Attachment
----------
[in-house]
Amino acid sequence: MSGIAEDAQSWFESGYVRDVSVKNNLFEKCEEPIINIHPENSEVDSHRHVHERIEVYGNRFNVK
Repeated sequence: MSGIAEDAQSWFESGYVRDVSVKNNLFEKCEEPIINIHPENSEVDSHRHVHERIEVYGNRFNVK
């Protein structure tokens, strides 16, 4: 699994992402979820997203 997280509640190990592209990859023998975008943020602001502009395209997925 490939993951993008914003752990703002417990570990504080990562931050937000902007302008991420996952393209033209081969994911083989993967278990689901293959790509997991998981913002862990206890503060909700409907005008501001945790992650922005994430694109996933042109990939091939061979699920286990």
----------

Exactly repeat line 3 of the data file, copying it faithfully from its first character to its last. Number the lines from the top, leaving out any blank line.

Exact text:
Repeated sequence: MSGIAEDAQSWFESGYVRDVSVKNNLFEKCEEPIINIHPENSEVDSHRHVHERIEVYGNRFNVK